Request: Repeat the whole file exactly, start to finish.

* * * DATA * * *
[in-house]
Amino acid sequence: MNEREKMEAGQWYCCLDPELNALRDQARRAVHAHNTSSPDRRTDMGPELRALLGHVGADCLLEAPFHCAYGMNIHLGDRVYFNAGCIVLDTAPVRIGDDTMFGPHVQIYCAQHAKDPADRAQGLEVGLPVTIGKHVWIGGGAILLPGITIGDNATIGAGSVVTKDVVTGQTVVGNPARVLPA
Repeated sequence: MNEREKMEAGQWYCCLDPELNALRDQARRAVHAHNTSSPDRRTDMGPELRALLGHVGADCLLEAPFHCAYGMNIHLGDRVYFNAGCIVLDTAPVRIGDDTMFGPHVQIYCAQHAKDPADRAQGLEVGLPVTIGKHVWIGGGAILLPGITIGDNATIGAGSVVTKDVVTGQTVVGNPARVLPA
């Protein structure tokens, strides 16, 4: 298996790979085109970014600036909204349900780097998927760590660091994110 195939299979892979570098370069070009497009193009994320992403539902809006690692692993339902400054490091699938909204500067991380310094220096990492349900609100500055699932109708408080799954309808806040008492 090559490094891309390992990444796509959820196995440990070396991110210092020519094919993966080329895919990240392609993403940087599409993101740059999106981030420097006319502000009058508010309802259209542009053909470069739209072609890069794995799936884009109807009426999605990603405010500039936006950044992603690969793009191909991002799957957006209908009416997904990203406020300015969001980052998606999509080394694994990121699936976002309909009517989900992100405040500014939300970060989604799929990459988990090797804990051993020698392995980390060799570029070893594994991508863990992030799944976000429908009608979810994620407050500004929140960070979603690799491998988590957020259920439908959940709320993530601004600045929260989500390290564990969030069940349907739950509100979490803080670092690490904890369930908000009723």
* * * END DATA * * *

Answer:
[in-house]
Amino acid sequence: MNEREKMEAGQWYCCLDPELNALRDQARRAVHAHNTSSPDRRTDMGPELRALLGHVGADCLLEAPFHCAYGMNIHLGDRVYFNAGCIVLDTAPVRIGDDTMFGPHVQIYCAQHAKDPADRAQGLEVGLPVTIGKHVWIGGGAILLPGITIGDNATIGAGSVVTKDVVTGQTVVGNPARVLPA
Repeated sequence: MNEREKMEAGQWYCCLDPELNALRDQARRAVHAHNTSSPDRRTDMGPELRALLGHVGADCLLEAPFHCAYGMNIHLGDRVYFNAGCIVLDTAPVRIGDDTMFGPHVQIYCAQHAKDPADRAQGLEVGLPVTIGKHVWIGGGAILLPGITIGDNATIGAGSVVTKDVVTGQTVVGNPARVLPA
């Protein structure tokens, strides 16, 4: 298996790979085109970014600036909204349900780097998927760590660091994110 195939299979892979570098370069070009497009193009994320992403539902809006690692692993339902400054490091699938909204500067991380310094220096990492349900609100500055699932109708408080799954309808806040008492 090559490094891309390992990444796509959820196995440990070396991110210092020519094919993966080329895919990240392609993403940087599409993101740059999106981030420097006319502000009058508010309802259209542009053909470069739209072609890069794995799936884009109807009426999605990603405010500039936006950044992603690969793009191909991002799957957006209908009416997904990203406020300015969001980052998606999509080394694994990121699936976002309909009517989900992100405040500014939300970060989604799929990459988990090797804990051993020698392995980390060799570029070893594994991508863990992030799944976000429908009608979810994620407050500004929140960070979603690799491998988590957020259920439908959940709320993530601004600045929260989500390290564990969030069940349907739950509100979490803080670092690490904890369930908000009723």